LCP partner Andy Cheseldine says: “We welcome this comprehensive analysis of the market from the FSCP. Many of the issues raised have been picked up by the OFT and DWP in their various ongoing reviews and it is very helpful to have the bibliography of relevant research fully documented for reference. The DWP consultation “Better Workplace Pensions: Putting savers’ interests first“ which closed last week made it clear that transparency of transaction costs is a pre-requisite for good governance and value for money.
“As one of the authors, Rajiv Jailty says “the short-hand term ‘funds’ masks very important differences between the types of structures that can be used. These can have significant implications for investors’ outcomes, particularly in relation to costs and risks. Even professionals in the market may not understand some of the complexities”. Our experience of the market is consistent with this view.
“It is disappointing, after so many independent reviews and reports over so many years, that transaction costs are still so difficult to quantify and obtain. These costs should be obvious internal reference criteria for the efficiency of portfolio management by fund managers. And if the costs are being monitored internally, there is no reason they should not be disclosed. We will soon be publishing our 2015 version of our LCP investment management fees survey and it is clear there has only been limited progress on this front.
“We do not agree with all of the conclusions of the paper. For instance the proposed single charge (including transaction costs) would certainly simplify and clarify costs, but it would also introduce new and even more dangerous problems in portfolio management. However it is important that the industry debates all possible mitigations of high costs so as to allow accurate measurement of value for money.”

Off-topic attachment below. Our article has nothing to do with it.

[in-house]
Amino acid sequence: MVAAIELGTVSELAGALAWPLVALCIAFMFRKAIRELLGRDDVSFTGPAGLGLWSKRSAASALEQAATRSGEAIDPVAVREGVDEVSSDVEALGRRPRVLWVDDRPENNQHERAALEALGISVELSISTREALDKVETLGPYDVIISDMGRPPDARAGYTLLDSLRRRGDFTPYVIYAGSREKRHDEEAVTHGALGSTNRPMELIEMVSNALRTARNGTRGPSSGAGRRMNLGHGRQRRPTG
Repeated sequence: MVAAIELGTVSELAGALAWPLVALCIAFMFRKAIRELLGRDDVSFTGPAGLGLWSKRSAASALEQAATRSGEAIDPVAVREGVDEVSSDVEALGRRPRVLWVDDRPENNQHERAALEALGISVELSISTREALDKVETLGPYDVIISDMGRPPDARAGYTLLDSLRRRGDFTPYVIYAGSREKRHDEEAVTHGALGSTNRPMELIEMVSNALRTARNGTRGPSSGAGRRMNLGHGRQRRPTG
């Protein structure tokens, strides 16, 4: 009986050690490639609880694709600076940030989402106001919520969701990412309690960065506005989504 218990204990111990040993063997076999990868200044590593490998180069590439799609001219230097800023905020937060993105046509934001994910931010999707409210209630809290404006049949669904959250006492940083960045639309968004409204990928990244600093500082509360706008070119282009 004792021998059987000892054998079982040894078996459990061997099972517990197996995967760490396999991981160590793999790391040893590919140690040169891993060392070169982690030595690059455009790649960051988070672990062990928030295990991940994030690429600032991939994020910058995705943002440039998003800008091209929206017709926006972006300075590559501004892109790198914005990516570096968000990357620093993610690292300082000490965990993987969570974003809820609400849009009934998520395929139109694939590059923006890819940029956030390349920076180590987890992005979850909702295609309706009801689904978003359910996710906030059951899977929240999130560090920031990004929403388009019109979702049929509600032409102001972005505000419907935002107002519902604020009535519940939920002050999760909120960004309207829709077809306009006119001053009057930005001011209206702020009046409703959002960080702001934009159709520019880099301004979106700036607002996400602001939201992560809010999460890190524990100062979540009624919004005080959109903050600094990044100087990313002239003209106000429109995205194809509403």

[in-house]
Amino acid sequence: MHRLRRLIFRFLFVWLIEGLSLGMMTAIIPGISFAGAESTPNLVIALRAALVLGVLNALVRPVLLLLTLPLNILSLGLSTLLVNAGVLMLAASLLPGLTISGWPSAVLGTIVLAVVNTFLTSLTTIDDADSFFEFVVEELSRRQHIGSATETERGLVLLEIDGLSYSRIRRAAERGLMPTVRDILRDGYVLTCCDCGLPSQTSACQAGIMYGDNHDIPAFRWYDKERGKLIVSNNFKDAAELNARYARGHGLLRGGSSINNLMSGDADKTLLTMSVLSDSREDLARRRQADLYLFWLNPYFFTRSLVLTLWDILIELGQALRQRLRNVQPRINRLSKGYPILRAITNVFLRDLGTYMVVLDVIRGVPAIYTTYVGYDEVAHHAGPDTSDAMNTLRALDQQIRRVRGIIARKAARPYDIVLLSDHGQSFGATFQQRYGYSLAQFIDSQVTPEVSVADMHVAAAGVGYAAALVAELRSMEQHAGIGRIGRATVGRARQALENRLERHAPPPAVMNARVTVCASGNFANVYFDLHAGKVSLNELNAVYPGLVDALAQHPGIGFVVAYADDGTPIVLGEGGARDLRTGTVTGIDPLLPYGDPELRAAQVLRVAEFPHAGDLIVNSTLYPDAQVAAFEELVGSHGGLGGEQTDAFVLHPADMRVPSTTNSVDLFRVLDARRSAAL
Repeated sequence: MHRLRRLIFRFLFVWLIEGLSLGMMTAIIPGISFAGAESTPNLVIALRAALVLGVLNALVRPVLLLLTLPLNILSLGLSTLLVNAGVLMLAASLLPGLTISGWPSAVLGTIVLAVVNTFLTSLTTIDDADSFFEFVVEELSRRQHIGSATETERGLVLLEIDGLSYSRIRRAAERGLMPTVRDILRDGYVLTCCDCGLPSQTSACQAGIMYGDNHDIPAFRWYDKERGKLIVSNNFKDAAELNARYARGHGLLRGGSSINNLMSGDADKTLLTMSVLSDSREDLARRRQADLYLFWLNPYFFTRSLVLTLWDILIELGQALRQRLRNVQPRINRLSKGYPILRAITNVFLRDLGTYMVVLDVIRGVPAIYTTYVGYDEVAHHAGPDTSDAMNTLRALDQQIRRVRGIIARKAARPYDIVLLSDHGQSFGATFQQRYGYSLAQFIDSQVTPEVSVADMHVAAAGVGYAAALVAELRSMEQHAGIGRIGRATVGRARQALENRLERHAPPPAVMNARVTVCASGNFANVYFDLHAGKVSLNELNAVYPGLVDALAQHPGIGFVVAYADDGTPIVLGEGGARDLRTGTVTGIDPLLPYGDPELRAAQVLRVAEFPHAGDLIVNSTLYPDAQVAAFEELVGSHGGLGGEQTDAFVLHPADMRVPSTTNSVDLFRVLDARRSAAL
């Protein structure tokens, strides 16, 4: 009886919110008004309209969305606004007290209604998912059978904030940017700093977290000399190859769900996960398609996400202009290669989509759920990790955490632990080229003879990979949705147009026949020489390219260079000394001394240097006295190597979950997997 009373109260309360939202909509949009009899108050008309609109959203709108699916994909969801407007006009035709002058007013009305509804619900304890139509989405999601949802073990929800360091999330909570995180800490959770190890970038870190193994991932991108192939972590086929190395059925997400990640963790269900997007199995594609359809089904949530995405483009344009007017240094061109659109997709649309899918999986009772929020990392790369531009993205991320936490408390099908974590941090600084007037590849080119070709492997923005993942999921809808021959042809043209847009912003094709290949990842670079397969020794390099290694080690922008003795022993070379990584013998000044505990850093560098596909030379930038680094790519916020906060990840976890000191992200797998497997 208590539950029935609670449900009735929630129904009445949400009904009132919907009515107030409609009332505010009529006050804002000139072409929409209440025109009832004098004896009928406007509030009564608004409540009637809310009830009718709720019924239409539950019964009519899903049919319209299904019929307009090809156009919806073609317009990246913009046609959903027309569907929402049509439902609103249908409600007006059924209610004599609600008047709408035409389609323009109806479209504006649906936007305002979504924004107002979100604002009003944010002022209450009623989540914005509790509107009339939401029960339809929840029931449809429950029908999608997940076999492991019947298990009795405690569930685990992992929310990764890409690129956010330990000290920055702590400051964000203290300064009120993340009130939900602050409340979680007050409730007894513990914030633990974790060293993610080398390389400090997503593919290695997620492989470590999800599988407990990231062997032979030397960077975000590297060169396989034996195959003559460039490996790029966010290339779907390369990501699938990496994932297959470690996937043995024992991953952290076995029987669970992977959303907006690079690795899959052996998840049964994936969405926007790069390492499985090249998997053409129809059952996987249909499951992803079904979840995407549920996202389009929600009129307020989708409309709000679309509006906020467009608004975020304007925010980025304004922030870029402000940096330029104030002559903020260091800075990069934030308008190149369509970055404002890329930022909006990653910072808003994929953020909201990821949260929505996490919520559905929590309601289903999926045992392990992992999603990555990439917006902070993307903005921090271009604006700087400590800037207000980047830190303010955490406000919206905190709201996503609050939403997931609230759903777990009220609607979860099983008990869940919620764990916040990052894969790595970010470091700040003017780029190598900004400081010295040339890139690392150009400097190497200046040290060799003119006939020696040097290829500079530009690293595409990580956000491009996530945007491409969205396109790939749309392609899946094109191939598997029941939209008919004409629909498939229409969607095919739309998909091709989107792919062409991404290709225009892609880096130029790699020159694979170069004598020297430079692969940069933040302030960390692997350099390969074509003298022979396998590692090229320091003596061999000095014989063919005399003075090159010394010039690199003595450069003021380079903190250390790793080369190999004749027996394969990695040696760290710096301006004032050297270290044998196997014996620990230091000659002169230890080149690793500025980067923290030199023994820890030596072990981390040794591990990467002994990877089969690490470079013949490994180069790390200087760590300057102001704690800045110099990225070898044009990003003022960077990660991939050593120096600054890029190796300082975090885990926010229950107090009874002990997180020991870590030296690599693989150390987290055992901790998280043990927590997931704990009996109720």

IMA chief executive Daniel Godfrey says: “The IMA’s purpose is to make investment better for investors and a key part of that is to make it as easy as possible to understand the cost of investing and how this affects returns. Although cost disclosure by UK funds is already very detailed and comprehensive, it also needs to be understandable. This is not a simple task and success has eluded both regulators and the industry for many years.
“But the IMA has now developed a new measure that tells consumers, in pounds and pence, exactly how much a unit in a fund grew over the course of a year and how much it cost to achieve that performance. Every penny spent by the fund is included in this figure and so it provides a simple, accessible, all-inclusive measure of all costs. Nothing is hidden and nothing is left out.
“Pounds and pence disclosure goes beyond any regulatory or legal requirement and is a big step forwards for consumer understanding. We expect it to be in place next spring, but there is more to do. The IMA is working on ways to measure and explain the significance of both portfolio turnover and spread and the part they play in returns. The IMA will also amend our codes to require clear and simple disclosure of research costs where these are met from dealing commissions paid by funds.
“Investment managers play a central role in the financial wellbeing of millions of individuals in the UK. They help individuals achieve their financial goals – from achieving the things they dream of having or doing to being confident that they will enjoy a decent standard of living as they get older. This is a serious responsibility and these individuals are our primary concern, always. Their success is paramount and investment managers must always place the interests of those individuals ahead of their own.
“We will work with the FSCP in developing our proposals for simple and comprehensive disclosure so that consumers will be able to have confidence that investment managers live up to these very high standards.”